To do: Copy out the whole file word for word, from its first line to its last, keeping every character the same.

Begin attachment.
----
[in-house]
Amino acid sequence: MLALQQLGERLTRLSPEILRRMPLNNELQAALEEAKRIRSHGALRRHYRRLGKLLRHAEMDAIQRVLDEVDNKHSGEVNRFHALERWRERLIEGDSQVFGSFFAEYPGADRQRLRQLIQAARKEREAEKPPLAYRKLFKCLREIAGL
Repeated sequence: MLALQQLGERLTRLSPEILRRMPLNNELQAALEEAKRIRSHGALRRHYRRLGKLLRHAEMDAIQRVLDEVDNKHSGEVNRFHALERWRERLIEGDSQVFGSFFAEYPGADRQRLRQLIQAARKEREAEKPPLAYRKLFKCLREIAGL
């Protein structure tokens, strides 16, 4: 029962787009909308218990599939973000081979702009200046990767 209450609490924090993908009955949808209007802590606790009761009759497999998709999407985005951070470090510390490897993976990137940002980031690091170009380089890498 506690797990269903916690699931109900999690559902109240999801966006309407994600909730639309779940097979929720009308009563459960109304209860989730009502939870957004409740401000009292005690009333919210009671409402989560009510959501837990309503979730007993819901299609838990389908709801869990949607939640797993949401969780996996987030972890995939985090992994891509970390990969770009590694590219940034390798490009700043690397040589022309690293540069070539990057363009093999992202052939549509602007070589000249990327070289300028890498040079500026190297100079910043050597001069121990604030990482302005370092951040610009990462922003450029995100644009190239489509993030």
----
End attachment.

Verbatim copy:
[in-house]
Amino acid sequence: MLALQQLGERLTRLSPEILRRMPLNNELQAALEEAKRIRSHGALRRHYRRLGKLLRHAEMDAIQRVLDEVDNKHSGEVNRFHALERWRERLIEGDSQVFGSFFAEYPGADRQRLRQLIQAARKEREAEKPPLAYRKLFKCLREIAGL
Repeated sequence: MLALQQLGERLTRLSPEILRRMPLNNELQAALEEAKRIRSHGALRRHYRRLGKLLRHAEMDAIQRVLDEVDNKHSGEVNRFHALERWRERLIEGDSQVFGSFFAEYPGADRQRLRQLIQAARKEREAEKPPLAYRKLFKCLREIAGL
């Protein structure tokens, strides 16, 4: 029962787009909308218990599939973000081979702009200046990767 209450609490924090993908009955949808209007802590606790009761009759497999998709999407985005951070470090510390490897993976990137940002980031690091170009380089890498 506690797990269903916690699931109900999690559902109240999801966006309407994600909730639309779940097979929720009308009563459960109304209860989730009502939870957004409740401000009292005690009333919210009671409402989560009510959501837990309503979730007993819901299609838990389908709801869990949607939640797993949401969780996996987030972890995939985090992994891509970390990969770009590694590219940034390798490009700043690397040589022309690293540069070539990057363009093999992202052939549509602007070589000249990327070289300028890498040079500026190297100079910043050597001069121990604030990482302005370092951040610009990462922003450029995100644009190239489509993030």